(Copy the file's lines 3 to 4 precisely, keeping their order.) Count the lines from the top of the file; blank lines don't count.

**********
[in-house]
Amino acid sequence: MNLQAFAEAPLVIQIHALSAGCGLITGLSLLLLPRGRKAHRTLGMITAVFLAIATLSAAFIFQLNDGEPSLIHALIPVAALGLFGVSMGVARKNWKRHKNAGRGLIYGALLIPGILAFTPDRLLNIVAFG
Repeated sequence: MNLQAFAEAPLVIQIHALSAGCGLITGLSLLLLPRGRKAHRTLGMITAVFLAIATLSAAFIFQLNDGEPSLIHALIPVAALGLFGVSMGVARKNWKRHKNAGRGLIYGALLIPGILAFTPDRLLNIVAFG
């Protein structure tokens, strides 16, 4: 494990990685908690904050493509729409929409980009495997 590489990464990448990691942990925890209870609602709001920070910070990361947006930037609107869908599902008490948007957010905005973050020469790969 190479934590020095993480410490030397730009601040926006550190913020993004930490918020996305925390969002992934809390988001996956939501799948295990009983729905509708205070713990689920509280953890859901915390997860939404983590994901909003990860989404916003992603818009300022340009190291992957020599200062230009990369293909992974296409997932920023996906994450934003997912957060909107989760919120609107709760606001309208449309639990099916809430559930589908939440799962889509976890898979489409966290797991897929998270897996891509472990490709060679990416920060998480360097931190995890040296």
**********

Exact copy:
Repeated sequence: MNLQAFAEAPLVIQIHALSAGCGLITGLSLLLLPRGRKAHRTLGMITAVFLAIATLSAAFIFQLNDGEPSLIHALIPVAALGLFGVSMGVARKNWKRHKNAGRGLIYGALLIPGILAFTPDRLLNIVAFG
């Protein structure tokens, strides 16, 4: 494990990685908690904050493509729409929409980009495997 590489990464990448990691942990925890209870609602709001920070910070990361947006930037609107869908599902008490948007957010905005973050020469790969 190479934590020095993480410490030397730009601040926006550190913020993004930490918020996305925390969002992934809390988001996956939501799948295990009983729905509708205070713990689920509280953890859901915390997860939404983590994901909003990860989404916003992603818009300022340009190291992957020599200062230009990369293909992974296409997932920023996906994450934003997912957060909107989760919120609107709760606001309208449309639990099916809430559930589908939440799962889509976890898979489409966290797991897929998270897996891509472990490709060679990416920060998480360097931190995890040296």